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Mesothelioma
& Asbestos
Mesothelioma
& Asbestos

Learn more about mesothelioma, symptoms & treatment, frequently asked questions and more.
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Mesothelioma
& Asbestos
Mesothelioma
& Asbestos

Learn more about mesothelioma, symptoms & treatment, frequently asked questions and more.
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Mass Torts, Defective Drugs & Products
Mass Torts, Defective Drugs & Products
We help victims of dangerous drugs (Actos, Mirena, Lipitor, etc.) and faulty devices (hip implants, pacemakers, etc.)
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Mass Torts, Defective Drugs & Products
Mass Torts, Defective Drugs & Products
We help victims of dangerous drugs (Actos, Mirena, Lipitor, etc.) and faulty devices (hip implants, pacemakers, etc.)
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Personal Injury &
Workers' Compensation
Personal Injury &
Workers' Compensation

We help clients who need assistance with work-related injuries linked to asbestos and other serious problems.
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Personal Injury &
Workers' Compensation
Personal Injury &
Workers' Compensation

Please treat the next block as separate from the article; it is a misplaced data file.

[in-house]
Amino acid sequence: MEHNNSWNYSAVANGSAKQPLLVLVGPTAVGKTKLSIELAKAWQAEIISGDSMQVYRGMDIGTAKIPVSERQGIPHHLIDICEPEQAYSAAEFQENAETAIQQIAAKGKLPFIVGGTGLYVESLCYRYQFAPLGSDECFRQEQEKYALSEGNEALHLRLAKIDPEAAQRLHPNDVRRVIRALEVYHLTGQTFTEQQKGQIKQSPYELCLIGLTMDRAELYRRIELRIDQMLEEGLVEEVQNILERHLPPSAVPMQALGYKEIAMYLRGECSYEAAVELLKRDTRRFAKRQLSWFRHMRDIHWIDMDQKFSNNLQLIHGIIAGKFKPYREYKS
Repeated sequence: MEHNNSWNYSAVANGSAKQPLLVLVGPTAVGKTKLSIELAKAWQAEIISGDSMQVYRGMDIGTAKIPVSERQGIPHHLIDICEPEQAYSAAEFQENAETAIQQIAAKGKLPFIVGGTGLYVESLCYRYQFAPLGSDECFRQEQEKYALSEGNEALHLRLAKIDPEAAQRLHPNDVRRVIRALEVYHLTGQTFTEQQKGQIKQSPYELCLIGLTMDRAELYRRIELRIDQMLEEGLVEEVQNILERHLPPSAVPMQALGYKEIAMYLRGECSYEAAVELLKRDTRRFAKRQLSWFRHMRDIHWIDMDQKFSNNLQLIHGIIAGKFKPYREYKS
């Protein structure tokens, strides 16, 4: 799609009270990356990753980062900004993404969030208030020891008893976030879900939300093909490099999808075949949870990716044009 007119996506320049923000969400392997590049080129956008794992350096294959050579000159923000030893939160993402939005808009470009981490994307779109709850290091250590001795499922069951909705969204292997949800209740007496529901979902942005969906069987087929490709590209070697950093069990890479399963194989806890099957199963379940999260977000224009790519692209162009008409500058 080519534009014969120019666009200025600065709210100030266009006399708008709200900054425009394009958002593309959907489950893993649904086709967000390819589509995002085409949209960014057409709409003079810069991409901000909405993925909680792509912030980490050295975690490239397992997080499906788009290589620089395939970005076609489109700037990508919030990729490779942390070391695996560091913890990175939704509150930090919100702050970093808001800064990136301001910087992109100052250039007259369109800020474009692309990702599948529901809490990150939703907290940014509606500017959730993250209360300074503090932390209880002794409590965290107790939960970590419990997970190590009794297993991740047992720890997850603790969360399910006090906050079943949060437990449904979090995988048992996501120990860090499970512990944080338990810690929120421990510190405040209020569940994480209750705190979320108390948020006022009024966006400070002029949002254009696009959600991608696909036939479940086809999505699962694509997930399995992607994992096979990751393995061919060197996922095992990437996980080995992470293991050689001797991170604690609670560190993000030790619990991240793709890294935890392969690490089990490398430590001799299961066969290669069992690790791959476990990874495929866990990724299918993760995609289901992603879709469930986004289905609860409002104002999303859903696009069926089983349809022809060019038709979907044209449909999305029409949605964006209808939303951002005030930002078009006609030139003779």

We help clients who need assistance with work-related injuries linked to asbestos and other serious problems.

EPA investigates Illinois building demolition

On Behalf of | Aug 5, 2011 | Workers' Compensation |

The Illinois Environmental Protection Agency (EPA) has begun an investigation into possible violations of state asbestos regulations in the demolition of a power building in Peru, Illinois, about 200 miles north of Madison County. The demolition and asbestos removal must now be halted until the investigation is complete.

The demolition began when the city of Peru hired a contractor to demolish the 120-year-old power plant. Under the contract, the contractor took deed of the building at no cost, with the understanding that it would demolish the building, fund any asbestos removal, and give the land back to the city once demolition was complete. The contractor, in turn, hired a Chicago company to complete the asbestos removal.

However, the EPA halted the demolition, and ordered the contractor to hire a licensed asbestos designer to create a design cleanup plan for the demolition of the coal-fired power plant. Prior to the investigation, demolition and asbestos removal was occurring side by side, and areas containing asbestos were simply walled off with plastic sheets inside the building. Clearly, this created a hazard for employees doing the demolition, which is why the EPA stepped in. Now, asbestos removal must be completed before demolition can resume.

The nature of asbestos makes them dangerous to workers who come in any contact with them. Asbestos fibers are hundreds of times thinner than human hair, and they separate from one another easily. Therefore, they become airborne easily, and can be readily inhaled into workers’ lungs. Contractor employees who feel that they were not sufficiently protected from asbestos exposure should contact a mesothelioma attorney to discuss their potential legal avenues.

Source: News Tribune, “EPA investigating asbestos issues with Peru powerhouse demolition,” Jeff Dankert, July 13, 2011

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